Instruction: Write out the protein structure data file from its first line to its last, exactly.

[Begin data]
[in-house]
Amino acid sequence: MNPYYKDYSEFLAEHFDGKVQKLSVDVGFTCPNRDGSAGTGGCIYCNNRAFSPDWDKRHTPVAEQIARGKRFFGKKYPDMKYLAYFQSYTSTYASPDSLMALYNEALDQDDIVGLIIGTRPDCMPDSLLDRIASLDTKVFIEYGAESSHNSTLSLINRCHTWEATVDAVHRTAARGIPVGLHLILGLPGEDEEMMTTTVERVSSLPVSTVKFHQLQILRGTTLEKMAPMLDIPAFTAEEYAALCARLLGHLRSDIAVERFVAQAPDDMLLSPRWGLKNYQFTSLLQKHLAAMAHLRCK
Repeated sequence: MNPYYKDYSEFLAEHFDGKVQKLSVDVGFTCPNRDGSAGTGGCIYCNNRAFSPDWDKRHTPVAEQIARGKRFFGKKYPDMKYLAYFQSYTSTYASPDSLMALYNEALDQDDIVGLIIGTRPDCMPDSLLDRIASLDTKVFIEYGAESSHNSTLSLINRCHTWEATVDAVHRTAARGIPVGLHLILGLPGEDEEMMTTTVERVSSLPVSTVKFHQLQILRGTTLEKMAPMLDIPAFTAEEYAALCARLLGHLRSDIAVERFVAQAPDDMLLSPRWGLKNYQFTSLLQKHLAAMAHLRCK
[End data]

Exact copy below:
[in-house]
Amino acid sequence: MNPYYKDYSEFLAEHFDGKVQKLSVDVGFTCPNRDGSAGTGGCIYCNNRAFSPDWDKRHTPVAEQIARGKRFFGKKYPDMKYLAYFQSYTSTYASPDSLMALYNEALDQDDIVGLIIGTRPDCMPDSLLDRIASLDTKVFIEYGAESSHNSTLSLINRCHTWEATVDAVHRTAARGIPVGLHLILGLPGEDEEMMTTTVERVSSLPVSTVKFHQLQILRGTTLEKMAPMLDIPAFTAEEYAALCARLLGHLRSDIAVERFVAQAPDDMLLSPRWGLKNYQFTSLLQKHLAAMAHLRCK
Repeated sequence: MNPYYKDYSEFLAEHFDGKVQKLSVDVGFTCPNRDGSAGTGGCIYCNNRAFSPDWDKRHTPVAEQIARGKRFFGKKYPDMKYLAYFQSYTSTYASPDSLMALYNEALDQDDIVGLIIGTRPDCMPDSLLDRIASLDTKVFIEYGAESSHNSTLSLINRCHTWEATVDAVHRTAARGIPVGLHLILGLPGEDEEMMTTTVERVSSLPVSTVKFHQLQILRGTTLEKMAPMLDIPAFTAEEYAALCARLLGHLRSDIAVERFVAQAPDDMLLSPRWGLKNYQFTSLLQKHLAAMAHLRCK